The Risk of Return Sequence Can Affect the Value of Your Retirement Portfolio

Finally, investment is about more than just market happenings; it is also about our personal risk tolerance and behaviour.

Retirement return risk sequence

Simple retirement savings rules of thumb may not properly account for the timing of bear and bull markets, which can have a substantial impact on the value of your portfolio and withdrawals. Withdrawing funds early in retirement, for example, corresponds to "selling low," leaving investors with less opportunity to gain from future bull markets and compound interest. Withdrawing while the market is up ("selling high"), on the other hand, allows your portfolio to keep a higher value and compound faster, offering a safety net during inevitable market downturns. As a result, any generic retirement saving rules should be used with caution. Investors cannot choose whether to enter a bull or bear market. They must instead adjust to the cards that are dealt to them.

Although the 4% rule is a good starting point, it may not be adequate to effectively manage retirement spending and risks. Retirees should obtain financial advice and establish a plan that adjusts to their changing requirements and circumstances to balance these elements. When setting withdrawal rates, different elements must be considered, and having a sensitive financial strategy is critical for successful retirement planning.

Life Expectancy and Withdrawal Rates

Did you know that basic financial rules of thumb do not account for rising life expectancies?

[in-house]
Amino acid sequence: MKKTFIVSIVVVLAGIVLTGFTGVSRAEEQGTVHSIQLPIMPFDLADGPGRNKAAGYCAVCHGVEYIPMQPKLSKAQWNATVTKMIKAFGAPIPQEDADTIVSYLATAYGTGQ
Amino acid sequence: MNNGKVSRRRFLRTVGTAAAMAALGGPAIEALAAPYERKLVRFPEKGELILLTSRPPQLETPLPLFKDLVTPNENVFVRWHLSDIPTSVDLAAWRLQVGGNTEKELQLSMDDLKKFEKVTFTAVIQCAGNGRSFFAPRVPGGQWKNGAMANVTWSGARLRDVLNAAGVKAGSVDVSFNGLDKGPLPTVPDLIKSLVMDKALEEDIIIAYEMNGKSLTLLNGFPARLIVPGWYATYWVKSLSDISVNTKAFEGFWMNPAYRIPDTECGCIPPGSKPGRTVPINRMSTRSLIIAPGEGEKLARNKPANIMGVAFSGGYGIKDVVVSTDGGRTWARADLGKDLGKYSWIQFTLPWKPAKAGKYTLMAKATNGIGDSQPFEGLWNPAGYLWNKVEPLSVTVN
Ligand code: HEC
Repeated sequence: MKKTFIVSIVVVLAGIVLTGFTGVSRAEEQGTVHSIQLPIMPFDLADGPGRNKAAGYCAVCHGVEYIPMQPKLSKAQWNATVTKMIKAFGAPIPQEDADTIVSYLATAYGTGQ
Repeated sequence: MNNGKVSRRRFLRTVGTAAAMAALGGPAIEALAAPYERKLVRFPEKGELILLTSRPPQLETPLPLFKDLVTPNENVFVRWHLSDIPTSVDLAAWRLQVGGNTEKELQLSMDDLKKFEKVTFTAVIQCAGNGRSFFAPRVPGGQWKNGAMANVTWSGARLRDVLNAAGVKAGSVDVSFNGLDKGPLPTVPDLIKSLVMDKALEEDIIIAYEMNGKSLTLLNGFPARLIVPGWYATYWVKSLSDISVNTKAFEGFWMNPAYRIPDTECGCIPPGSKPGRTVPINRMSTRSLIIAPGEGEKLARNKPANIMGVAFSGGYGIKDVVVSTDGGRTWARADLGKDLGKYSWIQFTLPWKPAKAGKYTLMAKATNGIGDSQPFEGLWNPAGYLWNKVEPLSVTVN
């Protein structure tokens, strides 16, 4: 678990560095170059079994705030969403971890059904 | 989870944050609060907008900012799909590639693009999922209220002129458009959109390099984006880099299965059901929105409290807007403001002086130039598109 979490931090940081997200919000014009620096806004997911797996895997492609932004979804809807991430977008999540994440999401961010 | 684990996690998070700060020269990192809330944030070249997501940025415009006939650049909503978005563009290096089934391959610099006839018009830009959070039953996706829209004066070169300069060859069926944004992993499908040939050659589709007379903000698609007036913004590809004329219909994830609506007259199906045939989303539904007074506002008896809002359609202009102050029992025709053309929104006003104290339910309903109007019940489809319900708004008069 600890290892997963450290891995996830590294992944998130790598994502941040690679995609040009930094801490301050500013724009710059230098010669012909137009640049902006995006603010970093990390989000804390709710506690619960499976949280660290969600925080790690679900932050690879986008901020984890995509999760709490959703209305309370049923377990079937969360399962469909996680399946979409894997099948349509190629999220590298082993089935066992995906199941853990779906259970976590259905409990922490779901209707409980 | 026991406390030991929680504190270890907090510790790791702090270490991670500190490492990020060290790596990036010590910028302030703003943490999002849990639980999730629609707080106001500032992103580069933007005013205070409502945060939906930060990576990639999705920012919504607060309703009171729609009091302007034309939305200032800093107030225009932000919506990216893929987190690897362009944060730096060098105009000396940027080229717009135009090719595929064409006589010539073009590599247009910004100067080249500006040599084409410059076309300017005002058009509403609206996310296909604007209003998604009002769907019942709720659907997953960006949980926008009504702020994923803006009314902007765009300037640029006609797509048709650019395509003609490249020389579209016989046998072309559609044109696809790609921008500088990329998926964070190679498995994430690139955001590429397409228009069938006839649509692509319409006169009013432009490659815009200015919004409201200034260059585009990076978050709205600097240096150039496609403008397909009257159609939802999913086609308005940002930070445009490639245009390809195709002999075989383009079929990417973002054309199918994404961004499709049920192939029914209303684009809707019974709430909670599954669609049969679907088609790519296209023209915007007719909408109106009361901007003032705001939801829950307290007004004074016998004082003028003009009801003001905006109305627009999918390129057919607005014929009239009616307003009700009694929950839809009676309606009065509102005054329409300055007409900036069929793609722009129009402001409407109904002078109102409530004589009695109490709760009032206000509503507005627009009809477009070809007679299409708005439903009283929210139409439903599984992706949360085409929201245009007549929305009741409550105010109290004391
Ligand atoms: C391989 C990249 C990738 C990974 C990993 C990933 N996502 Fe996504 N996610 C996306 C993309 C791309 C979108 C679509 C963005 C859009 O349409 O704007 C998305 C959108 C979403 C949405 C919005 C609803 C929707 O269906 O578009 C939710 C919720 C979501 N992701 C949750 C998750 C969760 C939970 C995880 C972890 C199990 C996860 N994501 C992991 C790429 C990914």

A 40-year-old guy, for example, has a life expectancy of 79 years now, but those in the 90th percentile may live into their 90s. Men and women over the age of 65 have an average life expectancy of 83 and 86 years, respectively. The 90th percentile, on the other hand, could live to be 94 or 97. This decade or more gaps can have a substantial influence on investment portfolios and financial plans, emphasising the importance of planning for a retirement that could last 20 to 40 years.

Longevity risk is the prospect of living longer than expected, and it is a major issue for most people. The danger is heightened because it is worse to run out of money than to leave some for loved ones, charities, and others. As a result, life expectancy is an important consideration in financial planning. Professional financial guidance may assist people in managing their longevity risk, which makes it even more important for everyone.


The 4% rule is a useful tool for retirees, but it is not a perfect answer. In today's turbulent market, investors must follow a long-term investing strategy and financial plan to reach financial security. To overcome the challenges posed by today's economic climate, it is critical to remain focused and devoted to your goals.

Do you want a personalised retirement plan to help your money last? Contact us today for a no-obligation retirement assessment: hello@expatbeleggen.com